Medical pot parade to put festive face on ongoing, hard-fought battle

July 14, 2005

Brian Seals, Santa Cruz Sentinel

Organizers of a medical marijuana march planned Saturday in downtown Santa Cruz promise a bit of festivity and a bit of reverence for their deceased colleagues.

And, they hope to make a social and political statement.

But as members and friends of the Wo/Men’s Alliance for Medical Marijuana wage a public-relations battle, attorneys continue to craft a legal war strategy behind the public limelight.

Far from going into seclusion in the aftermath of a U.S. Supreme Court ruling June 6 that dealt state medical pot laws a setback, WAMM is continuing a very public battle.

'Our hope is we can turn out thousands of people' for the parade, WAMM co-founder Valerie Corral said from the group’s Westside office. 'We want to demonstrate to the federal government the people of this community support medical marijuana.'

About 150 members of the cooperative plan to march through downtown starting at noon Saturday, with participants toting about 25 live marijuana plants.

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Corral said she wants to show the compassionate side of the issue.

'We want to assist each other,' Corral said. 'This is America at its best, people helping people.'

Medical marijuana users say they need the drug for a variety of ills, such as relieving pain without side effects of other drugs, or increasing an appetite depressed by pharmaceuticals

But federal drug-policy officials say no statement needs to be made. The federal Office of Drug Control Policy considers pot the same as other illicit drugs, a stance only reinforced by this summer’s Supreme Court ruling.

The ruling does not overturn laws in California and 10 other states that allow medical use of marijuana, but those who use marijuana as a medical treatment risk legal action by the U.S. Drug Enforcement Administration or other federal agencies .

'Marijuana is a serious drug of abuse,' said spokesman Tom Riley from Washington, D.C. 'It is a more dangerous drug than many people realize.'

Riley said medical marijuana advocates are seeking to make medical policy out of popular opinion, rather than science and government approval that rules the use of other pharmaceutical drugs.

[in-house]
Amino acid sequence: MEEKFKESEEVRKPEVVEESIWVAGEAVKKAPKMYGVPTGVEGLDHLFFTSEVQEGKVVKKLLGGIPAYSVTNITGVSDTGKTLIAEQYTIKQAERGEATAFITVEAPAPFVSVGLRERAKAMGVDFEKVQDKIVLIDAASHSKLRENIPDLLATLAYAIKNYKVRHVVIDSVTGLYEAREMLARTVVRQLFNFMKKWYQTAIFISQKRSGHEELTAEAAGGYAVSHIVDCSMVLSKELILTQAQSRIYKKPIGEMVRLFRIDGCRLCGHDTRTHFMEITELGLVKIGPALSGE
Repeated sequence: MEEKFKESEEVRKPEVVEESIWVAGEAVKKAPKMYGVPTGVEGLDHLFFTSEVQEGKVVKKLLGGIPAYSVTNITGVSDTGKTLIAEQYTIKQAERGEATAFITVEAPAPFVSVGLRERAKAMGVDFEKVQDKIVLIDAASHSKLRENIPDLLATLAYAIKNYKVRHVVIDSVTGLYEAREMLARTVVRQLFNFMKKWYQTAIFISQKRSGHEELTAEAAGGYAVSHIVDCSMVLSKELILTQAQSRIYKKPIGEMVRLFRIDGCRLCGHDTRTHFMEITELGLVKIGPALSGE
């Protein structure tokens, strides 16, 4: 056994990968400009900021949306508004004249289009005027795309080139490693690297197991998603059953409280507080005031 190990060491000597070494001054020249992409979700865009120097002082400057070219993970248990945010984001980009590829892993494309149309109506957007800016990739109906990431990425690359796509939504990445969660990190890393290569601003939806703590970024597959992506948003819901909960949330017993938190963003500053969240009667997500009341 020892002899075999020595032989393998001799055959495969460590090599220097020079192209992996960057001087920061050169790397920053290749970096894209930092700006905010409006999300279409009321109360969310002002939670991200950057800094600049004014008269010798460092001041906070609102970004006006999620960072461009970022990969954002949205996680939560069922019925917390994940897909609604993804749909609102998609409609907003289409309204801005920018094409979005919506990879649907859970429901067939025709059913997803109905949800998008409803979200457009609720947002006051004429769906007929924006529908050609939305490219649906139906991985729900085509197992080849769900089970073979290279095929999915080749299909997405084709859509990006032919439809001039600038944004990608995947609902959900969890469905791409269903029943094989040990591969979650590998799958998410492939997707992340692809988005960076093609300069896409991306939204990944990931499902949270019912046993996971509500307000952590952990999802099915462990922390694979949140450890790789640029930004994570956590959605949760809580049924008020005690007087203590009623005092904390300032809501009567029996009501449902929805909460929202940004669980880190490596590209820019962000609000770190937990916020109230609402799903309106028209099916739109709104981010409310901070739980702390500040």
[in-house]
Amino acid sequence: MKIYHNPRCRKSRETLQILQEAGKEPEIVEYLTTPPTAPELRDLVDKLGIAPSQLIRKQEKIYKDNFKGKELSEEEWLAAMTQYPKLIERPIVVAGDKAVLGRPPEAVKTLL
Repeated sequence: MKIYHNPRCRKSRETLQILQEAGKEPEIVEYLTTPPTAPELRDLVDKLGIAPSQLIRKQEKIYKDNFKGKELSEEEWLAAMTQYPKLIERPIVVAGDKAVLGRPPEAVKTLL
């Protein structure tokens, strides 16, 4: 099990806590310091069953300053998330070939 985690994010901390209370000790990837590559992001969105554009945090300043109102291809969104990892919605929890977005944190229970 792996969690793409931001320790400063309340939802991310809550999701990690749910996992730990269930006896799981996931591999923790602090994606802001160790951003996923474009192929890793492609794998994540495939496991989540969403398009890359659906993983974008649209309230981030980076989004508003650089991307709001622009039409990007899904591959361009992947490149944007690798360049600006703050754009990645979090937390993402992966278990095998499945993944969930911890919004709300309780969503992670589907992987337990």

Moreover, he said, while some people are using pot to relieve genuine suffering, medical pot policies are being abused by people seeking wholesale legalization.

While WAMM members plan parade logistics, attorneys working with the group are plotting courtroom strategy.

The Supreme Court ruling gutted some of the group’s legal basis for continuing its work unfettered, but WAMM has more legal ammo, said Santa Cruz attorney Ben Rice.

The ruling overturned a 9th Circuit U.S. Court of Appeals decision in 2003 that allowed medical marijuana use as long as no money changed hands and the marijuana crossed no state lines. That case brought a states’ rights versus federal rights aspect to the issue.

The Raich case, brought by two Northern California women, Angel Raich and Diane Monson, challenged the constitutionality of the federal government’s ban on personal use and cultivation of marijuana for medicine under California law.

Similarly, WAMM’s case centered on the interstate commerce clause of the constitution.

While the appeals court ruling was in place, WAMM secured an injunction protecting its marijuana gardens from future raids by federal agencies, as occurred in September 2002.

But the 6-3 Supreme Court decision in the Raich case settled that aspect.

However, WAMM plans to argue in U.S. District Court another component of its case: Its rights are being violated under 'due process' provisions of the U.S. Constitution, Rice said.

The approach will center on the concept of 'substantive' due process in the U.S. Constitution, he said. That pertains to rights that aren’t set forth explicitly in the Constitution, such as alleviating pain.

Using marijuana to save one’s life or help one live it more fully would fall under that concept, WAMM lawyers would argue.

'We think we have a winning argument that an attempt to stop access to marijuana is an infringement on a constitutional substantive due process right to ameliorate pain,' Rice said.

WAMM’s legal team includes Rice, a defense lawyer, Santa Clara University law professor Gerald Uelmen and lawyers from the San Francisco firm of Bingham McCutchen.

The attorneys have been ordered by the 9th Circuit Court of Appeals to file a brief in U.S. District Court in San Jose by Aug. 2. The U.S. Attorney’s Office has a Sept. 2 deadline to respond, Rice said.

As for this Saturday’s parade, WAMM still enjoys protections of an injunction granted in April 2004, though that will expire as a result of the Supreme Court ruling.

WAMM, joined by the county and city of Santa Cruz, sued then-Attorney General John Ashcroft in 2003, seeking relief on behalf of terminally ill patients who are members of the cooperative.

While it won the injunction in 2004, the case has been on hold while the Raich case was decided.



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